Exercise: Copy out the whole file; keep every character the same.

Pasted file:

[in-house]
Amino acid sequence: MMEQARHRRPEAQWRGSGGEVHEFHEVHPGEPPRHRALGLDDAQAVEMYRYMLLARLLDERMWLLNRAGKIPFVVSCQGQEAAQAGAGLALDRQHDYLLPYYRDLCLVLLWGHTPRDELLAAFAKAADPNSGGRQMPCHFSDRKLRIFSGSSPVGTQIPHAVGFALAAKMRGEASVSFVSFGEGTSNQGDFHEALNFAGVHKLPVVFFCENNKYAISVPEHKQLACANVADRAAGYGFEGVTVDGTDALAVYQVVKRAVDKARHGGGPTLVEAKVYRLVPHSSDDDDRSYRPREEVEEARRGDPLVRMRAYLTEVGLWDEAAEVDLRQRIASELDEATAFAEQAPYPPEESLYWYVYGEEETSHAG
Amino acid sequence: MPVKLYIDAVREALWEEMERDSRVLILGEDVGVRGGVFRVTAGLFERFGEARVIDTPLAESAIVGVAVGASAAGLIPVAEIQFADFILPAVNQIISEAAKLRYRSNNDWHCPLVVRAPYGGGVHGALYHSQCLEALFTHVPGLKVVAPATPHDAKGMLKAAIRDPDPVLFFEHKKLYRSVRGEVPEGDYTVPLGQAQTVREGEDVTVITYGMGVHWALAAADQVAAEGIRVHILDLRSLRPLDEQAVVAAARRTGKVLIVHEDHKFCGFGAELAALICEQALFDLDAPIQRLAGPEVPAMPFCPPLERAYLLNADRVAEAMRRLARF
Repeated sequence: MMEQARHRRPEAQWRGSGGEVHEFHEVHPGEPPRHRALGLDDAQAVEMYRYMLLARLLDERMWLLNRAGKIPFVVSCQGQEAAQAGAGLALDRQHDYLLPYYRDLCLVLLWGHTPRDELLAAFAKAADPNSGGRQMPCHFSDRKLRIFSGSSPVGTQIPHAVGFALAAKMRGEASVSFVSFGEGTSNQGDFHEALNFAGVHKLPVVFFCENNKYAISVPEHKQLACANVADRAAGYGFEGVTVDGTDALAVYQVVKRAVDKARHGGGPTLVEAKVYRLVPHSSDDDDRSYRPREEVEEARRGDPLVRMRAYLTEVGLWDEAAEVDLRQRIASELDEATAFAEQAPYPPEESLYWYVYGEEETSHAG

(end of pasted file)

[in-house]
Amino acid sequence: MMEQARHRRPEAQWRGSGGEVHEFHEVHPGEPPRHRALGLDDAQAVEMYRYMLLARLLDERMWLLNRAGKIPFVVSCQGQEAAQAGAGLALDRQHDYLLPYYRDLCLVLLWGHTPRDELLAAFAKAADPNSGGRQMPCHFSDRKLRIFSGSSPVGTQIPHAVGFALAAKMRGEASVSFVSFGEGTSNQGDFHEALNFAGVHKLPVVFFCENNKYAISVPEHKQLACANVADRAAGYGFEGVTVDGTDALAVYQVVKRAVDKARHGGGPTLVEAKVYRLVPHSSDDDDRSYRPREEVEEARRGDPLVRMRAYLTEVGLWDEAAEVDLRQRIASELDEATAFAEQAPYPPEESLYWYVYGEEETSHAG
Amino acid sequence: MPVKLYIDAVREALWEEMERDSRVLILGEDVGVRGGVFRVTAGLFERFGEARVIDTPLAESAIVGVAVGASAAGLIPVAEIQFADFILPAVNQIISEAAKLRYRSNNDWHCPLVVRAPYGGGVHGALYHSQCLEALFTHVPGLKVVAPATPHDAKGMLKAAIRDPDPVLFFEHKKLYRSVRGEVPEGDYTVPLGQAQTVREGEDVTVITYGMGVHWALAAADQVAAEGIRVHILDLRSLRPLDEQAVVAAARRTGKVLIVHEDHKFCGFGAELAALICEQALFDLDAPIQRLAGPEVPAMPFCPPLERAYLLNADRVAEAMRRLARF
Repeated sequence: MMEQARHRRPEAQWRGSGGEVHEFHEVHPGEPPRHRALGLDDAQAVEMYRYMLLARLLDERMWLLNRAGKIPFVVSCQGQEAAQAGAGLALDRQHDYLLPYYRDLCLVLLWGHTPRDELLAAFAKAADPNSGGRQMPCHFSDRKLRIFSGSSPVGTQIPHAVGFALAAKMRGEASVSFVSFGEGTSNQGDFHEALNFAGVHKLPVVFFCENNKYAISVPEHKQLACANVADRAAGYGFEGVTVDGTDALAVYQVVKRAVDKARHGGGPTLVEAKVYRLVPHSSDDDDRSYRPREEVEEARRGDPLVRMRAYLTEVGLWDEAAEVDLRQRIASELDEATAFAEQAPYPPEESLYWYVYGEEETSHAG